Ivanka Trump, Betsy DeVos Urging Teens To Consider STEM Careers? Government Intervation, School Choice Support Spark Concerns
Ivanka Trump and Betsy DeVos encouraged female students on Tuesday to pursue careers under STEM (science, technology, engineering and math). Amid this, Conservatives expressed their main concern regarding school choice as it becomes the main focus of the new Secretary of Education, especially in terms of extra funding and government intervention.
Trump and DeVos went to the National Air and Space Museum with middle school students. During the our, Trump told the students only 48 percent of women make up the work force in the United States while only 24 percent took STEM careers. Trump revealed she and her five-year-old daughter, Arabella, planned to take a coding class this summer because it is the language of the future.
Aside from DeVos and Trump, astronaut Kay Hire and other female researchers from NASA talked to the students and urged them to work hard, mentor their peers and follow the footsteps of women in the STEM careers. The tour and the talks came after the Trump administration announced they planned to cut budget for education and science. They said they want to cut $3 billion from the Education Department as well as make cuts to NASA and the National Institute of Health, KRQE News 13 shared.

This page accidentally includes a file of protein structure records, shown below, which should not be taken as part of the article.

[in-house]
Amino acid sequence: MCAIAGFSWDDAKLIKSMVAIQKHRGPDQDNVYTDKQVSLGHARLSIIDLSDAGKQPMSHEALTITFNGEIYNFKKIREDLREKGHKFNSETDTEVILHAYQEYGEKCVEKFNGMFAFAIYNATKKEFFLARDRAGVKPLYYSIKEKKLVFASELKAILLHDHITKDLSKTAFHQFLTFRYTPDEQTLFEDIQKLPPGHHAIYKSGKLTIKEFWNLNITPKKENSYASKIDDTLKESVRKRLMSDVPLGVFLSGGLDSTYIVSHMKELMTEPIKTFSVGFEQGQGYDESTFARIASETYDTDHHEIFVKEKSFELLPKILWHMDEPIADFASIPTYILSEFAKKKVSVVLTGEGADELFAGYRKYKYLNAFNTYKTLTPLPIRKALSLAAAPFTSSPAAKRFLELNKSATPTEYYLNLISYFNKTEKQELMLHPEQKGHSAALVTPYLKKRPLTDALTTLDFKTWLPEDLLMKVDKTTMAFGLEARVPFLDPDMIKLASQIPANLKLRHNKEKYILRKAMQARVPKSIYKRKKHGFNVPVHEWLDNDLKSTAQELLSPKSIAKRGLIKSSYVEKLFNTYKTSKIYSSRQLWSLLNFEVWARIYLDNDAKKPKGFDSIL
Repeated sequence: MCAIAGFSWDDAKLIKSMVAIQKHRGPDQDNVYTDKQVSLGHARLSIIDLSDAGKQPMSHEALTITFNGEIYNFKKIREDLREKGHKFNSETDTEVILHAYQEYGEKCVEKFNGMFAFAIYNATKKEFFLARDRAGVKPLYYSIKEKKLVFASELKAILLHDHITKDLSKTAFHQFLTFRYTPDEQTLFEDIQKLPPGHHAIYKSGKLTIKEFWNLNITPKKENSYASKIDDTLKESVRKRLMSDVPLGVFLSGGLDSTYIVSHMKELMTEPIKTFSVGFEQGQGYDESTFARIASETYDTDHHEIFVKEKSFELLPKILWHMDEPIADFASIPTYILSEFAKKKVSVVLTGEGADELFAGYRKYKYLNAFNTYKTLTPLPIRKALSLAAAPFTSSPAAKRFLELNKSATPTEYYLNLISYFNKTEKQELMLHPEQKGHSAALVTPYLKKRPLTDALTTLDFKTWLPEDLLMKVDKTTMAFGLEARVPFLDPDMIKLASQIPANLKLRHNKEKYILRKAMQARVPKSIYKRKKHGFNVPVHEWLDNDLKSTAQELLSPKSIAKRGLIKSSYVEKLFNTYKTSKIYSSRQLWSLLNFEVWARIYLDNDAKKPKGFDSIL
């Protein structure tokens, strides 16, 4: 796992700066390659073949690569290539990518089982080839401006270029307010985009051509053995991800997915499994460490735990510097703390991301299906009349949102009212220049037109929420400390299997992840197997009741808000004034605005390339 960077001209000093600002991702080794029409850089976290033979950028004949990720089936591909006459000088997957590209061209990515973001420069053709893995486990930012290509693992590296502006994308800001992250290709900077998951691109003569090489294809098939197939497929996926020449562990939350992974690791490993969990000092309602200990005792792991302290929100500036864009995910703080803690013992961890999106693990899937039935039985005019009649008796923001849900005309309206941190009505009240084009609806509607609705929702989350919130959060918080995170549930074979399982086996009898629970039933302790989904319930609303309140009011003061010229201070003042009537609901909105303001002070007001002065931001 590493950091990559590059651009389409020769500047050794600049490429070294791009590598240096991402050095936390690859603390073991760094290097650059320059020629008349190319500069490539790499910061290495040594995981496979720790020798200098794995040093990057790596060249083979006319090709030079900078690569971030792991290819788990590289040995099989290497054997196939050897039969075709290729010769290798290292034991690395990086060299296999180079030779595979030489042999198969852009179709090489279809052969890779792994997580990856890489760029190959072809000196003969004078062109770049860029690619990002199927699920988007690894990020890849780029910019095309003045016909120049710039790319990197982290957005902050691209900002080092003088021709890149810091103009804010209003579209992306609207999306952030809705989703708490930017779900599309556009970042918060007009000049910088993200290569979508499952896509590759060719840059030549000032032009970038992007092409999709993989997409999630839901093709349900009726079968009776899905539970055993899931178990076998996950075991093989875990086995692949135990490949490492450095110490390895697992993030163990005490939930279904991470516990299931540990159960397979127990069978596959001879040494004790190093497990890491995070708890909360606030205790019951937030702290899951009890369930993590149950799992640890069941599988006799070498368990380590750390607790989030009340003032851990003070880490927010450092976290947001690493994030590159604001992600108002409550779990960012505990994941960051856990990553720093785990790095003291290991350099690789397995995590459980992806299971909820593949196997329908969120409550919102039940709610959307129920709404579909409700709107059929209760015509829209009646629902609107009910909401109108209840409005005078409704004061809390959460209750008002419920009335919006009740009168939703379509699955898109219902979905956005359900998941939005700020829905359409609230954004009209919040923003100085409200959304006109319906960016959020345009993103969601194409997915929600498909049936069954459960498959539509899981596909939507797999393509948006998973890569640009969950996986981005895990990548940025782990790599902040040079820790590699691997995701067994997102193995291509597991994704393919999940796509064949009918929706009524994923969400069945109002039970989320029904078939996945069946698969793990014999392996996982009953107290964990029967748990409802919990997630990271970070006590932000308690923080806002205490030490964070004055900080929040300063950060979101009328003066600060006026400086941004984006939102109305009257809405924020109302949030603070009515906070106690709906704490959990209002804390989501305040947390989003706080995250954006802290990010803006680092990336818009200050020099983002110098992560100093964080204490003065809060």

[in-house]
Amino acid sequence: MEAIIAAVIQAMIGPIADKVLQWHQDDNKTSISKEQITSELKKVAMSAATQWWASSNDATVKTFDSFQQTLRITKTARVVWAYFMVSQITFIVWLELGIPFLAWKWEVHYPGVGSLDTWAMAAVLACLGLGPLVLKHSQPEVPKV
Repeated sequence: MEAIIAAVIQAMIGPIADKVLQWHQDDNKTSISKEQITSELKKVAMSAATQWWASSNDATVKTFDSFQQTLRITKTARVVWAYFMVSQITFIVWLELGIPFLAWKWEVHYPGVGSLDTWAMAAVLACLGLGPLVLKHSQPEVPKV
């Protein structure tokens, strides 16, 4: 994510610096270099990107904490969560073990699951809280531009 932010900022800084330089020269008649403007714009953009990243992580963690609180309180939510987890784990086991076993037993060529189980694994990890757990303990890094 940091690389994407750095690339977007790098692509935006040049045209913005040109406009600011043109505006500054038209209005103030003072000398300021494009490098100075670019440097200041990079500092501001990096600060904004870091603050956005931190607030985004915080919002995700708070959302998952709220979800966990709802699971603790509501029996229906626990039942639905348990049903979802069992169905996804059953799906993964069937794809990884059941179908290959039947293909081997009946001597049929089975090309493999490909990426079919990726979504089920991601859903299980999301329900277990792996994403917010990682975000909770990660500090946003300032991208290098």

Due to the budget cuts proposals, the American Federation of Teachers accused DeVos and Trump of hypocrisy. The president of the federation, Randi Weingarten, said the visit at National Air and Space Museum and the talks to the students about pursuing STEM careers were only for photo ops. Weingarten added the next generation of astronauts, scientists, engineers and mathematicians "need support, not budget cuts eliminating the very programs being promoted."
As for Conservatives who cautioned DeVos and her department on school choice, Mike Petrilli of the Thomas B. Fordham Institute, a right-leaning education think tank in the District of Columbia, said there are real reasons to be worried about school choice due to funding. During the Trump campaign, the president said he will give families $20 billion for school choice but in his 2018 budget, he only proposed $1.4 billion for the matter, USA Today reported.
As of current, private spending reaches around $50 to $60 billion yearly and if the Trump administration will add $20 billion more, it could result to the federal government having a 30 percent market share in private education. It will affect the marketplace altogether and affect private schools in a negative light.
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